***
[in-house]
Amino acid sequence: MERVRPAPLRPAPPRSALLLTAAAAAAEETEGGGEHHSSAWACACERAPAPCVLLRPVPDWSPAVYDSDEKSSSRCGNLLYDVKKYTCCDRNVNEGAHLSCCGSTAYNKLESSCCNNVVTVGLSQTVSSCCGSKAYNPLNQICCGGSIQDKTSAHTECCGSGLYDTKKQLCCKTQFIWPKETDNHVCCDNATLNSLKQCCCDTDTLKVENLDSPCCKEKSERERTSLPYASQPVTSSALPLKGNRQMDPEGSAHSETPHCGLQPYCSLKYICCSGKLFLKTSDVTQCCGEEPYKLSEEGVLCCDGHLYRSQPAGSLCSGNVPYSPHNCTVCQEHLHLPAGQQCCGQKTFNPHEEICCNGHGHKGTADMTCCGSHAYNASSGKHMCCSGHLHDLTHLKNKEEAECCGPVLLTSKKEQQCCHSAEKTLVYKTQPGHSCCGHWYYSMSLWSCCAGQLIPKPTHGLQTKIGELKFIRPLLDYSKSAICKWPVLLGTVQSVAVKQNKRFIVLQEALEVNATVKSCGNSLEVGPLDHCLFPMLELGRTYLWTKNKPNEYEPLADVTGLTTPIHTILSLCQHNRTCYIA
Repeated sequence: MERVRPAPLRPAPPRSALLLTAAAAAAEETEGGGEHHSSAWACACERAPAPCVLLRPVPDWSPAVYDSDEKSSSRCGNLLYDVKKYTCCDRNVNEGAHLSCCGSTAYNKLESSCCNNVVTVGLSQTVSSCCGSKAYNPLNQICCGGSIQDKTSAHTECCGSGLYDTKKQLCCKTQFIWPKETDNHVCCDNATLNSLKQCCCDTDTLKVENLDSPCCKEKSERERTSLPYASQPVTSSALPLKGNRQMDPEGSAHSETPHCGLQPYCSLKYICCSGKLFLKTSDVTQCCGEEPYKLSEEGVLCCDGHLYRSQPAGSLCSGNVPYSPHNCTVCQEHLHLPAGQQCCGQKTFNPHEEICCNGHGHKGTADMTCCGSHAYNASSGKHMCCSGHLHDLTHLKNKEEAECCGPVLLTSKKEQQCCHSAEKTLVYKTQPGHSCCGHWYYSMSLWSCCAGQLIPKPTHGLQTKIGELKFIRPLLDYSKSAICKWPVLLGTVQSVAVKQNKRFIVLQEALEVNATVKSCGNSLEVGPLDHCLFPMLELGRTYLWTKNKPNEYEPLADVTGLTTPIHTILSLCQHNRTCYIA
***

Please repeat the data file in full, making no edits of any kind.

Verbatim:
[in-house]
Amino acid sequence: MERVRPAPLRPAPPRSALLLTAAAAAAEETEGGGEHHSSAWACACERAPAPCVLLRPVPDWSPAVYDSDEKSSSRCGNLLYDVKKYTCCDRNVNEGAHLSCCGSTAYNKLESSCCNNVVTVGLSQTVSSCCGSKAYNPLNQICCGGSIQDKTSAHTECCGSGLYDTKKQLCCKTQFIWPKETDNHVCCDNATLNSLKQCCCDTDTLKVENLDSPCCKEKSERERTSLPYASQPVTSSALPLKGNRQMDPEGSAHSETPHCGLQPYCSLKYICCSGKLFLKTSDVTQCCGEEPYKLSEEGVLCCDGHLYRSQPAGSLCSGNVPYSPHNCTVCQEHLHLPAGQQCCGQKTFNPHEEICCNGHGHKGTADMTCCGSHAYNASSGKHMCCSGHLHDLTHLKNKEEAECCGPVLLTSKKEQQCCHSAEKTLVYKTQPGHSCCGHWYYSMSLWSCCAGQLIPKPTHGLQTKIGELKFIRPLLDYSKSAICKWPVLLGTVQSVAVKQNKRFIVLQEALEVNATVKSCGNSLEVGPLDHCLFPMLELGRTYLWTKNKPNEYEPLADVTGLTTPIHTILSLCQHNRTCYIA
Repeated sequence: MERVRPAPLRPAPPRSALLLTAAAAAAEETEGGGEHHSSAWACACERAPAPCVLLRPVPDWSPAVYDSDEKSSSRCGNLLYDVKKYTCCDRNVNEGAHLSCCGSTAYNKLESSCCNNVVTVGLSQTVSSCCGSKAYNPLNQICCGGSIQDKTSAHTECCGSGLYDTKKQLCCKTQFIWPKETDNHVCCDNATLNSLKQCCCDTDTLKVENLDSPCCKEKSERERTSLPYASQPVTSSALPLKGNRQMDPEGSAHSETPHCGLQPYCSLKYICCSGKLFLKTSDVTQCCGEEPYKLSEEGVLCCDGHLYRSQPAGSLCSGNVPYSPHNCTVCQEHLHLPAGQQCCGQKTFNPHEEICCNGHGHKGTADMTCCGSHAYNASSGKHMCCSGHLHDLTHLKNKEEAECCGPVLLTSKKEQQCCHSAEKTLVYKTQPGHSCCGHWYYSMSLWSCCAGQLIPKPTHGLQTKIGELKFIRPLLDYSKSAICKWPVLLGTVQSVAVKQNKRFIVLQEALEVNATVKSCGNSLEVGPLDHCLFPMLELGRTYLWTKNKPNEYEPLADVTGLTTPIHTILSLCQHNRTCYIA